surgery [60]. The weight loss is also consistent with the
actions of GLP-1 on appetite and food intake outlined
above. As mentioned, GLP-1 must be considered a physiologic regulator of appetite and food intake; therefore,

Trends in Endocrinology and Metabolism March 2013, Vol. 24, No. 3

amplifying this signal by exogenous administration


might also lower appetite and food intake in non-diabetic
subjects.
Recent clinical trials in obese patients without diabetes
have indicated that GLP-1 RA treatment does decrease
body weight in this group. In one study, obese subjects [n =
152; mean BMI = 39.6 kg/m2; 25% with impaired glucose
tolerance (IGT) or impaired fasting glucose (IFG)] were
randomized to receive exenatide or placebo along with
lifestyle intervention for 24 weeks. Exenatide-treated subjects lost 5.1 kg from baseline versus 1.6 kg with placebo
[61]. Another recent double-blind, placebo-controlled, 20week trial enrolled 564 individuals (1865 years of age,
BMI = 3040 kg/m2) who were randomized to liraglutide
(1.2, 1.8, 2.4, or 3.0 mg/day, n = 9095 per group), placebo (n
= 98), or the lipase inhibitor orlistat (120 mg, n = 95). All
subjects had a 2093 kJ (500 kcal) per day, energy-deficit
diet, and increased their physical activity as measured by a
pedometer throughout the trial. Mean weight losses with
liraglutide (1.2, 1.8, 2.4, and 3.0 mg) were 4.8, 5.5, 6.3, and
7.2 kg, respectively, compared with 2.8 kg with placebo
and 4.1 kg with orlistat [62]. Recently reported results
indicate that the efficacy of liraglutide on weight loss is
sustained for at least 2 years [63,64]. It should be noted
that these studies employed doses considerably higher
than those recommended for diabetes therapy, although
the latter (1.2 mg) was chosen on the basis of acceptably
low rates of mainly gastrointestinal side effects (nausea
and vomiting). However, in the obesity studies, the high
doses were administered to heavy individuals and, when
expressed per kg body weight, they were not too dissimilar.
It is also possible, but still unexplored, that overweight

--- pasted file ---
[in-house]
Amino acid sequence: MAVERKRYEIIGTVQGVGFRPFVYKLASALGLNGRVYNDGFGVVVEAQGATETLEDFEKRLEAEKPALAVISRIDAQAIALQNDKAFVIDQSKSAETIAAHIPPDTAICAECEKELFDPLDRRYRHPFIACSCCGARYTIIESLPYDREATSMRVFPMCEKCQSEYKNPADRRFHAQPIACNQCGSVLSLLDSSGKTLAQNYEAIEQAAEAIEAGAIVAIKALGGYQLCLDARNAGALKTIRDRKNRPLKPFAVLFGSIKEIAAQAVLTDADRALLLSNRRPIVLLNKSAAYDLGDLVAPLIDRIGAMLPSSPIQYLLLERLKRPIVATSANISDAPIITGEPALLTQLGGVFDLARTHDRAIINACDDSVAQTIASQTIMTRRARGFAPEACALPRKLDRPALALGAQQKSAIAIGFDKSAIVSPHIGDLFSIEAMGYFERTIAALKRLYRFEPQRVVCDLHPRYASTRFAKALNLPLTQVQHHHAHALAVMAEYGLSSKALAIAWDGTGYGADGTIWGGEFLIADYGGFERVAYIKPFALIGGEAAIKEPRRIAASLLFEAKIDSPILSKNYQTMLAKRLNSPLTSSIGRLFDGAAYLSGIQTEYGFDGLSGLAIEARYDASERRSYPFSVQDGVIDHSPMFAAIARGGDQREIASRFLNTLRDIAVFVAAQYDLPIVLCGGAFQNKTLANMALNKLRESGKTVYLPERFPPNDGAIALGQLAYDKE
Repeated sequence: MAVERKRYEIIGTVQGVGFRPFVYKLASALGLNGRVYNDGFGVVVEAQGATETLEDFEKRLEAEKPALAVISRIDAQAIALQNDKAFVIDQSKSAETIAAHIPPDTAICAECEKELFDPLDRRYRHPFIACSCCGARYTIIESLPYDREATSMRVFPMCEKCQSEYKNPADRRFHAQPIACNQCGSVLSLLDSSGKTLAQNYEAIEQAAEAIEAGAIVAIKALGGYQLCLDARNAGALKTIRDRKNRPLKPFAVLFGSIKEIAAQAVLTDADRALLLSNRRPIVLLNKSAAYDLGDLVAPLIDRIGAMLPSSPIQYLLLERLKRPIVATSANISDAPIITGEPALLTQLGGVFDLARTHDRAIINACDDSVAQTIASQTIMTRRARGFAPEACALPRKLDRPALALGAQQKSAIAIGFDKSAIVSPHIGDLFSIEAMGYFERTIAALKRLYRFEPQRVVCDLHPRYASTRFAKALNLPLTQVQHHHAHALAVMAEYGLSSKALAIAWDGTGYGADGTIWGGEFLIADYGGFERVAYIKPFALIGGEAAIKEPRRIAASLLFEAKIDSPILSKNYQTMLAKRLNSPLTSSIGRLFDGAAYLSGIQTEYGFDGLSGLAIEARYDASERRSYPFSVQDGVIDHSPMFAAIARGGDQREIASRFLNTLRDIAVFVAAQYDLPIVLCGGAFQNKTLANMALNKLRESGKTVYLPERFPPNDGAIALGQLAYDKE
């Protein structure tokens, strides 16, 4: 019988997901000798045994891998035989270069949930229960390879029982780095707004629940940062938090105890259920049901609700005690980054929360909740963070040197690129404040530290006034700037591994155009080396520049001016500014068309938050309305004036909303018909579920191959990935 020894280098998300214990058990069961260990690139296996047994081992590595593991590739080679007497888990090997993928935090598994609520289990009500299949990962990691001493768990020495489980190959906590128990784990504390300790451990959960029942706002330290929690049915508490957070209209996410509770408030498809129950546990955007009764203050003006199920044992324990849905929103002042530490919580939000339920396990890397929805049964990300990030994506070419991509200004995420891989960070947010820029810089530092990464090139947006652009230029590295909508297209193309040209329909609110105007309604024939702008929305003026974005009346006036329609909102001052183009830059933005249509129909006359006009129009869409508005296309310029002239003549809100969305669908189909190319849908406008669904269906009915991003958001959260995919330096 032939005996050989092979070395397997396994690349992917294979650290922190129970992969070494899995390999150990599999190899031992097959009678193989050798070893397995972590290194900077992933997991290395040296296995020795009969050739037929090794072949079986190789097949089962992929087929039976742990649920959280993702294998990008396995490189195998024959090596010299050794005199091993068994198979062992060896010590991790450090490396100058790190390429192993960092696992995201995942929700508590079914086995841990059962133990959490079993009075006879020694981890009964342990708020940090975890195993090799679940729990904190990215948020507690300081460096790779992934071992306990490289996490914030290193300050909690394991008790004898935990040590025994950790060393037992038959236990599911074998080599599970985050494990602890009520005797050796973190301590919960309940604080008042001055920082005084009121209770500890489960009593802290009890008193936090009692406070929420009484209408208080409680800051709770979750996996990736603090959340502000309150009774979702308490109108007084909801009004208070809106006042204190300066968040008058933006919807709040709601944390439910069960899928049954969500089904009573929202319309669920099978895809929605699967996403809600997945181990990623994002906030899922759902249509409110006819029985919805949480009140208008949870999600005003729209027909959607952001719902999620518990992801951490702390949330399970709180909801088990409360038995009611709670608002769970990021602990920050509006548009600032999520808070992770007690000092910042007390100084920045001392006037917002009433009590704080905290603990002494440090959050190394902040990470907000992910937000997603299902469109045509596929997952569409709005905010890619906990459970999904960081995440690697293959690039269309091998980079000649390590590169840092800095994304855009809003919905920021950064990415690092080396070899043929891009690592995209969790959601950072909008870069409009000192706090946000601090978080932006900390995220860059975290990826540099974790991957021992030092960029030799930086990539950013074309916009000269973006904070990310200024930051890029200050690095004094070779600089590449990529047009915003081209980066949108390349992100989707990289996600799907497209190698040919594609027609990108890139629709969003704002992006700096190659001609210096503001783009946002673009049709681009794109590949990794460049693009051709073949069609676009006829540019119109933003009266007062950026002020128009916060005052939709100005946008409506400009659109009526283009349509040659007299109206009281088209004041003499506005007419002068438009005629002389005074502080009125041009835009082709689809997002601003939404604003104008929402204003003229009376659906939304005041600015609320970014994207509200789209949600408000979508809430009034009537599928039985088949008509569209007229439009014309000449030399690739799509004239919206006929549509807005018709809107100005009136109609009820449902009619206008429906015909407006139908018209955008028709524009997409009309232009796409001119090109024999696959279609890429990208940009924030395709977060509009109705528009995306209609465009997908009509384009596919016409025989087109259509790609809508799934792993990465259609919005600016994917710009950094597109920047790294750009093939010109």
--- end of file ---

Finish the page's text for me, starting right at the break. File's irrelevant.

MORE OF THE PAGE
individuals might tolerate higher doses (per kg) than
normal weight individuals. Side effects may also be minimized by gradual dose escalation, and therefore it is currently being investigated whether T2DM patients may also
tolerate larger doses, perhaps with additional antidiabetic
benefit. Moreover, in obese individuals with IGT (about
one-third of the subjects investigated by Astrup et al.)
glucose tolerance was normalized in the majority during
therapy [63]. This important observation suggests that
GLP-1 RA therapy may actually protect against T2DM
in this high-risk population. A number of clinical trials are
currently investigating this possibility.
Can protection of endogenous incretins delay
progression to T2DM or reduce body weight?
Although the effects of exogenously administered GLP-1
have been extensively studied, few studies have investigated the actions of DPP-4 inhibitors in prediabetes and
obesity. However, there are some data in animal models
suggesting that protection of endogenous GLP-1 might
influence the progression of prediabetes to overt T2DM.
In one of the earliest studies, a long-acting prototype DPP4 inhibitor (FE 999-011) not only normalized the glucose
excursion after oral glucose administration but, intriguingly, also delayed the development of hyperglycemia in
insulin-resistant Zucker obese rats [65]. Similarly, in prediabetic db/db mice increased intact GLP-1 levels were
associated with b cell preservation and delayed progression to diabetes following treatment with alogliptin, and
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the effect was more pronounced after combination treatment with alogliptin and pioglitazone, an agonist for the
insulin sensitizer peroxisome proliferator-activated receptor gamma (PPARg) [66]. Recent studies also reported that
the experimental DPP-4 inhibitor DA-1229 improved b cell
function, and slowed the onset of diabetes in young db/db
mice [67]. In a more mechanistic study, the insulinotropic
and glucagonostatic effects of sitagliptin were preserved in
the spontaneously hypertensive obese (SHROB) rat, a
model displaying many of the characteristics of human
metabolic syndrome [68].
Regarding clinical studies, it appears that the mechanism of action of DPP-4 inhibitors (i.e., increased intact
incretin levels and actions) is operative in subjects without
overt diabetes [6972]. In a study in patients with IFG
there were improvements in b cell function and postprandial glycemia after 6 weeks of vildagliptin treatment,
although fasting glucose levels themselves were unaltered
[69]. In another study, sitagliptin treatment for 8 weeks
was associated with modest improvements in b cell function (according to the Disposition Index) in IFG subjects,
although this was not sufficient to alter endogenous glucose production or glucose uptake, and neither fasting nor